Like many his age, McMath was inexorably changed by an Asian country a world away from Arkansas. In 1969 and 1970, he spent nine months in Vietnam as a Marine first lieutenant tank commander. He wasn't severely wounded, but he did lose some of his hearing and contracted a disease that took part of his sight in his left eye. His time in Vietnam was short but intense.
"Oh yeah, I wrote three books about [Vietnam] and a play," Mc-Math says. "I still think about it to this day."
In terms of combat action, McMath says that he "experienced it all. By far my best assignment was when I commanded a platoon of tanks in direct support of the Third Battalion, 26th Marine Regiment, north and west of Da Nang. I did that for three months.
"We were in frequent contact with the enemy in this area, but it was mostly at night and was with small guerrilla units. We also had a big problem with mines, snipers, rockets and booby traps all over the [area of operations]. I received the Combat Action Ribbon for this service."
He describes his part of the war as "a combination of boredom and terror with some fun thrown in here and there." The foreign land McMath was fighting in left an indelible impression on the young soldier:
"I came to appreciate the country of Vietnam more and more because of its astounding physical beauty and marvelous ancient culture, which is alien to us and was deeply influenced by the Chinese, who were there for over a thousand years. This combined with a remaining remnant of French colonialism that makes it a fascinating place, indeed."
Some Americans actually became obsessed with the place and became known as "Vietnam imprinted." But McMath believes "this is a misnomer, because I think all Americans who served there are 'Vietnam imprinted' for the rest of their lives, for better or for worse, depending upon the individual, of course, and their experience. But I came to admire the Vietnamese. They are a marvelous people with a great culture and a tragic history."
McMath says he is proud of his service and feels America went to Vietnam with "the best of intentions." But he also says plainly that the war "was a mistake.
"While we lost the war, I think in the long run, we will 'win the peace' because in time Vietnam will throw off communist tyranny and become a modern, democratic, pluralistic state like South Korea and Japan, and, eventually, China. In fact, this process is obviously already well under way."
LETTERS AND LAW
Before he left for the war, McMath had met the woman he would marry and come home to when his stint in Vietnam was up.
"Carol [Belew] and I met in Fayetteville, at the University of Arkansas, on a blind date, arranged by my roommate," he says. "I knew she was the one from the moment I saw her.When I was in the Marine Corps she followed me around the world - California, North Carolina, Puerto Rico, North Carolina again, Hong Kong, home in Texas while I was in Vietnam, back to California, and finally Arkansas. We did all that in less than three years.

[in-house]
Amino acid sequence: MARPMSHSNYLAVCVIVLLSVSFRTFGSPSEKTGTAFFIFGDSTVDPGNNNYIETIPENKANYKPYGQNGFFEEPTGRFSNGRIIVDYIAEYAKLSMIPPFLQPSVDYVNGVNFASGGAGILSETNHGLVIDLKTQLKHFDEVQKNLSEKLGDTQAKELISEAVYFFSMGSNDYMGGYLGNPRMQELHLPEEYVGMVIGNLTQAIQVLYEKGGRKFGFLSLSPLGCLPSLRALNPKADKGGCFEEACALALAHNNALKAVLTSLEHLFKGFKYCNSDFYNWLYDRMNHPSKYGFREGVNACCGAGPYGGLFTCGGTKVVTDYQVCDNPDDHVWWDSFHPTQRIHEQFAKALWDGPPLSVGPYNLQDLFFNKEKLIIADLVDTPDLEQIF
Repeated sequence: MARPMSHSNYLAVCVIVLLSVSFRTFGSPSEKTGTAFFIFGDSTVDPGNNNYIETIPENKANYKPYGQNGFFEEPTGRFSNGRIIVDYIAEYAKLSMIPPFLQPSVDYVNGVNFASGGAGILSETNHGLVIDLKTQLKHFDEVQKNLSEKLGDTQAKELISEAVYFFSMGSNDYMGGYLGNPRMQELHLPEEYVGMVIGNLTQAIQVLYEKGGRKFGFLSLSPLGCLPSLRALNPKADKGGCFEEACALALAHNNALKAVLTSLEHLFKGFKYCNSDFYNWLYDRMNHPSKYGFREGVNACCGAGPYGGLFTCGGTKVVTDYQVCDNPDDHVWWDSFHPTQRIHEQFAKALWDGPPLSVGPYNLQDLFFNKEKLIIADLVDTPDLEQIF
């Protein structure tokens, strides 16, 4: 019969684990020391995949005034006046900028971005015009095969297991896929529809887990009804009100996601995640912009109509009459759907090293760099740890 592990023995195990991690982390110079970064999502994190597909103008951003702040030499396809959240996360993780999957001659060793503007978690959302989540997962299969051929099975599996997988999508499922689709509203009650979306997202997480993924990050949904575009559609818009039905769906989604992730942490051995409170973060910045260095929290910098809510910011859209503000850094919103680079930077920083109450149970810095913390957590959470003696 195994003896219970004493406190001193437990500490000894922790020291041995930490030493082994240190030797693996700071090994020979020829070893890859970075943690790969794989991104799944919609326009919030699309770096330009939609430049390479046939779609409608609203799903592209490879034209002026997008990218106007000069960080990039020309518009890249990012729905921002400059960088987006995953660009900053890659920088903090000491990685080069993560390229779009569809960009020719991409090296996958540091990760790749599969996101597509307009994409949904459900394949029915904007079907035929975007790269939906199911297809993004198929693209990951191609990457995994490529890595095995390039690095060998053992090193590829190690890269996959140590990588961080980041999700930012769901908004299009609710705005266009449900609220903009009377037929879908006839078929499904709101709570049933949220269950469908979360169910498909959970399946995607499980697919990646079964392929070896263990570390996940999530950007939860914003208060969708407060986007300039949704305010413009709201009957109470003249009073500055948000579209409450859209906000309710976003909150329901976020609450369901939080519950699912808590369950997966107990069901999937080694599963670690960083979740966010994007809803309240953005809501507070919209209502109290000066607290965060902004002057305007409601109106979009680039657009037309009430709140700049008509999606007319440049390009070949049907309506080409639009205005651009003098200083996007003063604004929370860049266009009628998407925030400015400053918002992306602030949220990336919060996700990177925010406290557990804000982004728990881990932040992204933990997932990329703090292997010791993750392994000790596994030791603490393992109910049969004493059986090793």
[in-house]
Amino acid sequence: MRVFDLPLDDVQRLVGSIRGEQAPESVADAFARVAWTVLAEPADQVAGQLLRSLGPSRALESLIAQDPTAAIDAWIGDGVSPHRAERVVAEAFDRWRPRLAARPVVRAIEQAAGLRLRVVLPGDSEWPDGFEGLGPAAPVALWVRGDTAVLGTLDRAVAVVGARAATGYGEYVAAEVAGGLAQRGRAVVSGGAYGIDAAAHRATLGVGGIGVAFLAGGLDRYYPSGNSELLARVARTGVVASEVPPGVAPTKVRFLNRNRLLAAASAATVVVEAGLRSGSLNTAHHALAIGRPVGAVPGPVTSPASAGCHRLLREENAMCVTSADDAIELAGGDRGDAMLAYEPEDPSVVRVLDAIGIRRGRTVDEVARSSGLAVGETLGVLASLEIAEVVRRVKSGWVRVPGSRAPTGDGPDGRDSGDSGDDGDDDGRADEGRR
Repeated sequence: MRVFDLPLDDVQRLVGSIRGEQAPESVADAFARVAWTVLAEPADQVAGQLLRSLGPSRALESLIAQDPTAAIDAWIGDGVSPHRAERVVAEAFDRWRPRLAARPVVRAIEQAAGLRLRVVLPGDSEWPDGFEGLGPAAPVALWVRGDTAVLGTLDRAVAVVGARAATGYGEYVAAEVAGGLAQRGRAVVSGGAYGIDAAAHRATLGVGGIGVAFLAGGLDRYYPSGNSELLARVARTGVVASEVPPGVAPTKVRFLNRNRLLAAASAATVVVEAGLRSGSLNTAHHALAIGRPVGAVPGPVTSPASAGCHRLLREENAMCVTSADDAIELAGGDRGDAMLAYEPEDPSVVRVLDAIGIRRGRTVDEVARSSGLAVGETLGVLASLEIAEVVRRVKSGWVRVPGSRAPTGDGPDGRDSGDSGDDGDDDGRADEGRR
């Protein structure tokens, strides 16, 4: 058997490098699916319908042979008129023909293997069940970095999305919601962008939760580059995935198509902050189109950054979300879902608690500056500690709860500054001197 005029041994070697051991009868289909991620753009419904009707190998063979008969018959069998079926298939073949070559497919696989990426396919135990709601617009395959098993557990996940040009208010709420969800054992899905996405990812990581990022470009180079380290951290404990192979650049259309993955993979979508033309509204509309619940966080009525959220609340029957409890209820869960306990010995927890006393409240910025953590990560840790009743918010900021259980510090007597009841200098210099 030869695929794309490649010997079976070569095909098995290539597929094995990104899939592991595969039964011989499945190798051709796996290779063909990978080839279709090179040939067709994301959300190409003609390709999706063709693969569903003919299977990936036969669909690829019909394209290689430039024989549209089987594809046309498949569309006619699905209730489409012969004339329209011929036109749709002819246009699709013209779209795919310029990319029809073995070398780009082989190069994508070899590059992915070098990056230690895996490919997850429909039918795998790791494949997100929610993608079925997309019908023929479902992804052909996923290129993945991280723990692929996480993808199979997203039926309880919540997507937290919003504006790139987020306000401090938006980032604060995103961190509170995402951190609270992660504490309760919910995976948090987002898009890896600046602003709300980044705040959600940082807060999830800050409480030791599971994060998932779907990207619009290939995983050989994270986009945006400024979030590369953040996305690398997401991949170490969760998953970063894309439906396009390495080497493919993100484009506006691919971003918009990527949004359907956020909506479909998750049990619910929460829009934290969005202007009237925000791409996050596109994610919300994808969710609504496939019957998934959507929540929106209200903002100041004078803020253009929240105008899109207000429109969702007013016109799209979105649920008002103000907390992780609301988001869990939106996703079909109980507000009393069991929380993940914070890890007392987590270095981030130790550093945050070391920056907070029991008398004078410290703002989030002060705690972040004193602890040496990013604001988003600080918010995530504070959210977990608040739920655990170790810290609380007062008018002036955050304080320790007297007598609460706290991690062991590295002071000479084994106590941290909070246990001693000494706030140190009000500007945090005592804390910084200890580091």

"We got out, went to law school on the GI Bill, she worked, I graduated, and we took off for Europe with the money we'd saved, and Carol, who had already been there, showed me around."
Now president of the McMath Woods law firm, he has over the years taken up cases in the areas of workers' compensation, railroads and the environment.McMath says he can't imagine having to write under the pressure to "pay the bills." And he is comfortable with the idea that he is never going to sell books like that other lawyer turned writer, John Grisham.
Yet McMath's literary talent hasn't gone unnoticed. He received a National Endowmentfor the Arts grant in 1984. Morris S. Arnold, in his review of McMath's Lost Kingdoms, noted the "ear for dialect and dialogue that suffuses this grand Southern epic of war and peace." An article McMath wrote in 1993 for the Los Angeles Times was given the Freedoms Foundation Award in Communications.
McMath's Dress Blues, a play about how a young man's decision to go to Vietnam created conflict in his family, was greeted by enthusiastic crowds when the Weekend Theater staged the work in 1999. McMath was happy for the opportunity to be back around a theater. One summer after high school, he worked as an actor in semiprofessional summer stock in Hot Springs. He laments the state of theater today.
"The real theater has been compromised by films," Mc-Math says. "I love the live theater, live stage and live actors, but it doesn't have the resonance that it did."
McMath also recognizes that a world that looks to novels and short stories as primary art forms is gone: "It's not a good time to be a writer. With the Internet, there's all this energy that goes a million different directions."
Still, McMath has hardly given up on his writing career. Completed and seeking a publisher is a Holocaust novel titled Broken Vase, described in the book as "a roman a clef written by Phillip H. McMath, with co-author Emily Matson Lewis, as told by 'Miriam Kellerman,' a Holocaust survivor." And he continues to shepherd the Porter Prize, noting with pride what the writers who have been given the award have accomplished.
"You know how isolated it is to write and not be recognized," McMath says.
It would be hard to find a writer in Arkansas who doesn't think the Arkansas Writer's Hall of Fame honor for McMath is well-deserved and long overdue.
SELF PORTRAIT Phillip McMath
DATE AND PLACE OF BIRTH Dec. 25, 1945, Memphis.
MY FAVORITE CHILDHOOD MEMORY IS Growing up in the Governor's Mansion. I enjoyed meeting movie stars like Gene Autry, Roy Rogers, June Allyson, Dick Powell and even President Truman.
THE BEST CLASS I EVER HAD WAS Pat Williams' Hall High senior English class. She opened the door a little wider and turned on a few more literary lights.
I AM ADDICTED TO Popcorn, pistachios, coffee and Tex-Mex. All efforts at reform have been graced with failure.
I WON'T START THE DAY WITHOUT Reading the Arkansas Democrat-Gazette.
A BOOK I HAVE RECENTLY REREAD Resurrection, one of Leo Tolstoy's novels.
THE BEST JOKE I KNOW ABOUT LAWYERS IS "When two lawyers argue, there are three opinions."
THE BOOK ON MY BEDSTAND IS Promises Kept, by Sid McMath.
A PHRASE TO SUM ME UP Someone who loves words.